By definition, rigor mortis only affects the dead. But try telling that to my jaw, which seized up into a terrible clench somewhere between June and whatever month it is now, despite the fact that (to borrow an old British punchline) “I’m not dead yet.”
My dentist has assured me I am not alone in my pain. Jaw tension, it seems, has become an increasingly common plight in 2020, as many of us are experiencing the heightened stress that can contribute to clenching, grinding, muscle spasms, and other painful temporomandibular joint disorders (TMJD).
How to relieve jaw tension
There is no one way to treat jaw pain—generally, doctors will use a multi-modality approach based on a patient’s individual needs. This may include the prescription of custom night guards, Botox injections, or help from a physiotherapist or chiropractor. In many cases, the condition may also be eased holistically by a few shifts of habit.
According to Dr. Samson Ng, an oral and maxillofacial pathology specialist practicing in Vancouver, the first step to addressing jaw pain is identifying its root cause. Stress has a way of manifesting in our jaws: a lack of sleep, an anxious gum-chewing or nail-biting habit, or a tendency to unconsciously clamp our teeth shut while we work can all lead to jaw discomfort. As many of us now work from our home couches and countertops, contorted posture also may be to blame for our sore jaws. “Our overall sitting and even walking position, our ergonomics, can have a big impact on the jaw,” says Ng. “We want to make sure the ear, shoulder, and bum are in one straight line when we look from the side. As long as we don’t have the head-forward posture, we will automatically find ourselves clenching less.”
We can also be more aware of how we position our teeth. “Our top and bottom teeth should not touch; they should always separate a little bit at the front, maybe two to three millimetres, as if you are pronouncing the letter ‘N,’” Ng instructs. “When we say ‘N,’ we know that our teeth almost close, but never do. Our lips close, but teeth are apart.”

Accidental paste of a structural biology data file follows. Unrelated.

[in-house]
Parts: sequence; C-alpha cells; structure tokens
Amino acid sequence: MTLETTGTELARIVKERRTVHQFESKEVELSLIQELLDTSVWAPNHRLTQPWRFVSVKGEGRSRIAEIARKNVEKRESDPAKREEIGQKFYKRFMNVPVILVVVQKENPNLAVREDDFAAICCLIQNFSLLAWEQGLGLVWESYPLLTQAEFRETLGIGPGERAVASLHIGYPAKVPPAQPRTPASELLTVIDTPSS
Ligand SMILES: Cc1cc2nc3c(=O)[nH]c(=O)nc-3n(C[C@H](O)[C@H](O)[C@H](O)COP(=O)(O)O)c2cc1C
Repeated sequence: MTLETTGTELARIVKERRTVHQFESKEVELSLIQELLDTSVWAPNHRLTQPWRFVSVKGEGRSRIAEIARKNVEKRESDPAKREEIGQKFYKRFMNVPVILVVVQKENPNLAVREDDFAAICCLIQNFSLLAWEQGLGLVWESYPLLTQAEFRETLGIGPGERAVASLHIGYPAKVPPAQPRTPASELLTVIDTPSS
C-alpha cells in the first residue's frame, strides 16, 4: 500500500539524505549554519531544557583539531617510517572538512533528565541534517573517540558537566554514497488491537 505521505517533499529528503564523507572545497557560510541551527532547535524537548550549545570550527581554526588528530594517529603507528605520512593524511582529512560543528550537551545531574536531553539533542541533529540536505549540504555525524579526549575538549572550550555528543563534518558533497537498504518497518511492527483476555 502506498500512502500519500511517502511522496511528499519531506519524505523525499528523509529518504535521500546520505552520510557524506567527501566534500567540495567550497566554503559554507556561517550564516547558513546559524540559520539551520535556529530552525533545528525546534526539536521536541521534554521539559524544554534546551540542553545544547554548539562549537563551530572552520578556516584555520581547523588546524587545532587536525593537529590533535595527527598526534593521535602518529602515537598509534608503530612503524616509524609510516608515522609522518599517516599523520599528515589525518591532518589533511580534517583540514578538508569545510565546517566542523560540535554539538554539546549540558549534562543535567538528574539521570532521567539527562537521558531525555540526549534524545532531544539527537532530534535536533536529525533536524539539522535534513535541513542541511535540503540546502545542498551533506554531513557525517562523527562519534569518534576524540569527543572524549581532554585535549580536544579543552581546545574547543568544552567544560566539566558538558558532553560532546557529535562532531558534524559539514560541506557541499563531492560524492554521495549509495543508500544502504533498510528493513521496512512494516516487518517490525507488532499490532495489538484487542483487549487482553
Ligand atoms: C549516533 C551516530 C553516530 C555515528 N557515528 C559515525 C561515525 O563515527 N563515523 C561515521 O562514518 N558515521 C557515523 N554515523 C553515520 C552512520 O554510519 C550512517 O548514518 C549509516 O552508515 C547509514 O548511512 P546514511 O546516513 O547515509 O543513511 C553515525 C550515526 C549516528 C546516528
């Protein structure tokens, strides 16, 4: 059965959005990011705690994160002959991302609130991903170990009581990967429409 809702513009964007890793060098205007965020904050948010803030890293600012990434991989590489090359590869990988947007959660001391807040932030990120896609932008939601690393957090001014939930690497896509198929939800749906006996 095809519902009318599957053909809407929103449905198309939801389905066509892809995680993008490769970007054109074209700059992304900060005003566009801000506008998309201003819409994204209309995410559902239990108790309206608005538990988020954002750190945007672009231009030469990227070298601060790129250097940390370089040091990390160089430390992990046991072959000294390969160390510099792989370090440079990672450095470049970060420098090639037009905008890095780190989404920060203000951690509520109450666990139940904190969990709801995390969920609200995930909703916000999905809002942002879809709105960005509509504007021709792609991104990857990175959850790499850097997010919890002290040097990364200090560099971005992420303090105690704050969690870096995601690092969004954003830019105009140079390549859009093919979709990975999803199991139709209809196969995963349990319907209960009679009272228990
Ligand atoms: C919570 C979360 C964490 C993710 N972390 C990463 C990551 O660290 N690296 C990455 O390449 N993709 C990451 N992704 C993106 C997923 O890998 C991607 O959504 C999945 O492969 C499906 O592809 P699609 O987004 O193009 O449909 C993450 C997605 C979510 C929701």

Blogger and yoga instructor Renee Byrd has struggled with bruxism (teeth grinding) for a decade and chronic pain from TMJD for years. Throughout that time, she’s undergone Western medical treatments as well as tried a wide range of therapeutic modalities such as massage, reiki, and herbal supplementation. The latter, she says, is “a really important part of the overall formula” of addressing jaw tension. “My number-one for pain is a turmeric-derived curcumin supplement, ideally something with boswellia,” she says. She uses passionflower “for nervous system tension; it is a pretty nice, easeful type of herb,” she continues, and skullcap “for relaxing muscle tension.” Byrd also loves a topical, full-spectrum CBD (I concur, as this has reduced my own pain notably). Just be wary of formulas with heavy oils. “For my face and jaw,” Byrd says, “I try to use topical remedies that don’t have comedogenic ingredients that can give you breakouts.”
Facial yoga and massage can also be powerful tools in the fight against jaw pain. In fact, any head, shoulder, neck, and upper-back work can release tension not only in those specific areas, but the face as well, says Danielle Collins, a face yoga expert. Collins shares facial yoga and massage videos to her Youtube channel, and recommends that those with jaw tension take time to stretch and massage the area twice daily: once in the morning, “which will help prevent holding stress and tension in the jaw throughout the day—and therefore prevent lines and wrinkles, headaches, and teeth grinding,” she says, and once before bed, “because at night we tend to hold a lot of tension in our jaw subconsciously.”
Collins also suggests palpating the little acupressure point where your earlobe meets your jaw: “Right at the top of the jaw, there’s a little indentation there,” she explains. “And if you just press into that point just gently, you should find that this really helps release jaw tension.” She suggests spending a few seconds massaging the area in one circular direction, and then the other.There are plenty of other relaxation techniques that may be used in conjunction with a doctor’s recommendations for addressing stress-induced jaw pain—from breathing exercises, to meditation, to taking Epsom salt baths, to practicing good sleep hygiene. Perhaps the most important thing you can do for your jaw health is talk to your doctor if you’re experiencing any pain in your face that lasts more than a few days—lest your tension lead to bigger problems, like cracked teeth. Ignore a sore jaw, and risk having it come back to bite you.